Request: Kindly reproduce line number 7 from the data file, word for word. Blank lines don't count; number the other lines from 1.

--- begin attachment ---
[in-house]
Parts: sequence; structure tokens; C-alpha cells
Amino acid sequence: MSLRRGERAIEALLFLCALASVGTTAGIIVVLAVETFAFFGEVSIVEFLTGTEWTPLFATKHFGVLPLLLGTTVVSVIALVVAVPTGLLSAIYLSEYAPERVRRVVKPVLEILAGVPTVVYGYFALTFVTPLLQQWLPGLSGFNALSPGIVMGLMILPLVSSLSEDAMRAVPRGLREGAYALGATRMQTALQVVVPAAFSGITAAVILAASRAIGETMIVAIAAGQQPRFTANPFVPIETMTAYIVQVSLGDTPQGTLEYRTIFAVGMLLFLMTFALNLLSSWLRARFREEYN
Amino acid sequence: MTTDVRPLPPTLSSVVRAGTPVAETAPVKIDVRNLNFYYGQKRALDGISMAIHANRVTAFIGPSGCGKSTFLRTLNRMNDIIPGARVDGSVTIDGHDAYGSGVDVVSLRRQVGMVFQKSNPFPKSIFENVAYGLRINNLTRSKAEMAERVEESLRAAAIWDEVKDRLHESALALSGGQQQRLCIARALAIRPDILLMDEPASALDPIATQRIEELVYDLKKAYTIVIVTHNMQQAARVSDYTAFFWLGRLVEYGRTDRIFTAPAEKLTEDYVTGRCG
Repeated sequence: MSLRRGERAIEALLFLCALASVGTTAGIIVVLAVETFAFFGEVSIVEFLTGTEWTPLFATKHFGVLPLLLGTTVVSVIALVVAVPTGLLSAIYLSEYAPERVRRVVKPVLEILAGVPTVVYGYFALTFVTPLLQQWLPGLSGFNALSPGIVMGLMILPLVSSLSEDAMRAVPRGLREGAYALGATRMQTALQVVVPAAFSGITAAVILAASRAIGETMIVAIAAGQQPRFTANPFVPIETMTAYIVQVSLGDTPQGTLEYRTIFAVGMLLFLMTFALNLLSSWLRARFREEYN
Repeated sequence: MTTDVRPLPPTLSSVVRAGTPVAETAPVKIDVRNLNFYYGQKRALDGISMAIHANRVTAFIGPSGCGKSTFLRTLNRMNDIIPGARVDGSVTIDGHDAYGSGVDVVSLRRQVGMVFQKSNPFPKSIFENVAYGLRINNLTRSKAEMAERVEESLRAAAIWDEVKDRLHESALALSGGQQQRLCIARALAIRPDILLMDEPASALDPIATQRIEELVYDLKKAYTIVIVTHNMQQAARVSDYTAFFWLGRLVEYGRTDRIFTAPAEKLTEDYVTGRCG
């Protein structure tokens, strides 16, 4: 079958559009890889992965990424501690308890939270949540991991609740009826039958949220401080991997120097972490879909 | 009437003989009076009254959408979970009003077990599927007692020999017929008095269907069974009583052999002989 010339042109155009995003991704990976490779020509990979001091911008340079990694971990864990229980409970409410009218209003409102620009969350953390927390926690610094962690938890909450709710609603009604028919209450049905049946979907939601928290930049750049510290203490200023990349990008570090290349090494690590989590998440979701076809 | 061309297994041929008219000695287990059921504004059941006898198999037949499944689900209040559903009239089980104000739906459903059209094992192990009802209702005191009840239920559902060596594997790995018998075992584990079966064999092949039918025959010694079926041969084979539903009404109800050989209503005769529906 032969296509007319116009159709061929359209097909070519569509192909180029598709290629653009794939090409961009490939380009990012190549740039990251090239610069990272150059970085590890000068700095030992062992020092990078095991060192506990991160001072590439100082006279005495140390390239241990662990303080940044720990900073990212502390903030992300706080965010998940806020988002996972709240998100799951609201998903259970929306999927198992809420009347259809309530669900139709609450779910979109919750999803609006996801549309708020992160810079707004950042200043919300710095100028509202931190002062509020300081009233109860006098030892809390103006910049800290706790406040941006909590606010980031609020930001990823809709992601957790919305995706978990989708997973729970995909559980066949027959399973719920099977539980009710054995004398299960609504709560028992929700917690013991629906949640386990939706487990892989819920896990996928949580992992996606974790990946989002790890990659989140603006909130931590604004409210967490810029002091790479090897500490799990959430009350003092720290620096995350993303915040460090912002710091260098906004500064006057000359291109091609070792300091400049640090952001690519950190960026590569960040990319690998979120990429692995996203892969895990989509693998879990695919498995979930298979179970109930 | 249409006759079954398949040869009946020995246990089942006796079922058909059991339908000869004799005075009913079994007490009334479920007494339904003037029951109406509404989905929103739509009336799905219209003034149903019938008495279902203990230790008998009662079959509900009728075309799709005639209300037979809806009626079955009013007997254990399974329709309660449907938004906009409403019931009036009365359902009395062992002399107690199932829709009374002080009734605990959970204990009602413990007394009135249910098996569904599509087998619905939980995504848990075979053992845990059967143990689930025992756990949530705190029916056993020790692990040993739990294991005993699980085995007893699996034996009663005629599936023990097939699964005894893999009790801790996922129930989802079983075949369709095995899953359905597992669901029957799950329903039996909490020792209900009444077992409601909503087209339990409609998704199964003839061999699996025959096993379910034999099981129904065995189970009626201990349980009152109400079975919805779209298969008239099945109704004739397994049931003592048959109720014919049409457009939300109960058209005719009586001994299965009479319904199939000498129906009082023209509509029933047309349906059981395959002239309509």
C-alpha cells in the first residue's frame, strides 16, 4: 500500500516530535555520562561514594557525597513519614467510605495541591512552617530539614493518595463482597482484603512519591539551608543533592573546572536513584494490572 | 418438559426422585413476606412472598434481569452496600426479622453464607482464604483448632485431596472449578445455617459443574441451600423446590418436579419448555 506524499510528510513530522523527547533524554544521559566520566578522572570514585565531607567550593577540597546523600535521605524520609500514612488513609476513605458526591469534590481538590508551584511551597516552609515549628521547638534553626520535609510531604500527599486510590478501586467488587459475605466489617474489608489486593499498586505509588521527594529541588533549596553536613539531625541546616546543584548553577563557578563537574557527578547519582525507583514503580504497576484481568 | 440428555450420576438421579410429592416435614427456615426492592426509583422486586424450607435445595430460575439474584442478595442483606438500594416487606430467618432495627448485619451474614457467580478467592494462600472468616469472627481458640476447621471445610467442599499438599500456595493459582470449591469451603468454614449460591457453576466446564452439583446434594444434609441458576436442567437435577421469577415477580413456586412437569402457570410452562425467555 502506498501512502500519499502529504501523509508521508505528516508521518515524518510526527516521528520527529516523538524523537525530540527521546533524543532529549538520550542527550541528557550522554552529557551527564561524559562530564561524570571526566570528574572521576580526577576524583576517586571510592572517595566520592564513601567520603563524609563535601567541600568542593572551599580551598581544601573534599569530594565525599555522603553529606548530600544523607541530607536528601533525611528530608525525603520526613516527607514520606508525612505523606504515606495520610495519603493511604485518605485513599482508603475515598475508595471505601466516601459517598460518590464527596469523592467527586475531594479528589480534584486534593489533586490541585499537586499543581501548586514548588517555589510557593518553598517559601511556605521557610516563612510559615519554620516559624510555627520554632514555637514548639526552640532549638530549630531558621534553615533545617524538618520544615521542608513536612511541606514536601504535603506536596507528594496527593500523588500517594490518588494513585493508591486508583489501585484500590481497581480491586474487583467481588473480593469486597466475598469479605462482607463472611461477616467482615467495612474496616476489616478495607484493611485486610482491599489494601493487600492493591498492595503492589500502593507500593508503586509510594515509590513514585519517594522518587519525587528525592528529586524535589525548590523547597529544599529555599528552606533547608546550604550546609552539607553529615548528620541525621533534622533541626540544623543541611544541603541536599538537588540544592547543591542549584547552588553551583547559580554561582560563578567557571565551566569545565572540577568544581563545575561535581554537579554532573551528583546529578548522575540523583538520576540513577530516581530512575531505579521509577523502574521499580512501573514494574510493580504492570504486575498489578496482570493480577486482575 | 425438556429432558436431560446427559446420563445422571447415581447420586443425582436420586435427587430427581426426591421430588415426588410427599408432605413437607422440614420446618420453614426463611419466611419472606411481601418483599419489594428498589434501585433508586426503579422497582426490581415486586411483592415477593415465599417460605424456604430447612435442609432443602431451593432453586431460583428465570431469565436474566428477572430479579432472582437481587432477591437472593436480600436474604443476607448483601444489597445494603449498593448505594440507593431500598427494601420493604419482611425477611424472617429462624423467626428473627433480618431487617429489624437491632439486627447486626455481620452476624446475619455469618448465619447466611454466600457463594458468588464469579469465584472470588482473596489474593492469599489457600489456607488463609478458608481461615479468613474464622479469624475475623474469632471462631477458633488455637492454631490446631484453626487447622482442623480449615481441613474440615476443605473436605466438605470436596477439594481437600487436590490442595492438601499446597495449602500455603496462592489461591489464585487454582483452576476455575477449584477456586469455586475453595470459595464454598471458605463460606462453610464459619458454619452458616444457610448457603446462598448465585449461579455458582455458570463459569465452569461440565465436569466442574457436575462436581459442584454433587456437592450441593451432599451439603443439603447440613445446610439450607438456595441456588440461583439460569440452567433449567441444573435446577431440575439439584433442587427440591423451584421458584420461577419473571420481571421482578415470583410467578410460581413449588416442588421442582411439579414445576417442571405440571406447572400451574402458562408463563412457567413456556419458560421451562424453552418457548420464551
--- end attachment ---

């Protein structure tokens, strides 16, 4: 079958559009890889992965990424501690308890939270949540991991609740009826039958949220401080991997120097972490879909 | 009437003989009076009254959408979970009003077990599927007692020999017929008095269907069974009583052999002989 010339042109155009995003991704990976490779020509990979001091911008340079990694971990864990229980409970409410009218209003409102620009969350953390927390926690610094962690938890909450709710609603009604028919209450049905049946979907939601928290930049750049510290203490200023990349990008570090290349090494690590989590998440979701076809 | 061309297994041929008219000695287990059921504004059941006898198999037949499944689900209040559903009239089980104000739906459903059209094992192990009802209702005191009840239920559902060596594997790995018998075992584990079966064999092949039918025959010694079926041969084979539903009404109800050989209503005769529906 032969296509007319116009159709061929359209097909070519569509192909180029598709290629653009794939090409961009490939380009990012190549740039990251090239610069990272150059970085590890000068700095030992062992020092990078095991060192506990991160001072590439100082006279005495140390390239241990662990303080940044720990900073990212502390903030992300706080965010998940806020988002996972709240998100799951609201998903259970929306999927198992809420009347259809309530669900139709609450779910979109919750999803609006996801549309708020992160810079707004950042200043919300710095100028509202931190002062509020300081009233109860006098030892809390103006910049800290706790406040941006909590606010980031609020930001990823809709992601957790919305995706978990989708997973729970995909559980066949027959399973719920099977539980009710054995004398299960609504709560028992929700917690013991629906949640386990939706487990892989819920896990996928949580992992996606974790990946989002790890990659989140603006909130931590604004409210967490810029002091790479090897500490799990959430009350003092720290620096995350993303915040460090912002710091260098906004500064006057000359291109091609070792300091400049640090952001690519950190960026590569960040990319690998979120990429692995996203892969895990989509693998879990695919498995979930298979179970109930 | 249409006759079954398949040869009946020995246990089942006796079922058909059991339908000869004799005075009913079994007490009334479920007494339904003037029951109406509404989905929103739509009336799905219209003034149903019938008495279902203990230790008998009662079959509900009728075309799709005639209300037979809806009626079955009013007997254990399974329709309660449907938004906009409403019931009036009365359902009395062992002399107690199932829709009374002080009734605990959970204990009602413990007394009135249910098996569904599509087998619905939980995504848990075979053992845990059967143990689930025992756990949530705190029916056993020790692990040993739990294991005993699980085995007893699996034996009663005629599936023990097939699964005894893999009790801790996922129930989802079983075949369709095995899953359905597992669901029957799950329903039996909490020792209900009444077992409601909503087209339990409609998704199964003839061999699996025959096993379910034999099981129904065995189970009626201990349980009152109400079975919805779209298969008239099945109704004739397994049931003592048959109720014919049409457009939300109960058209005719009586001994299965009479319904199939000498129906009082023209509509029933047309349906059981395959002239309509």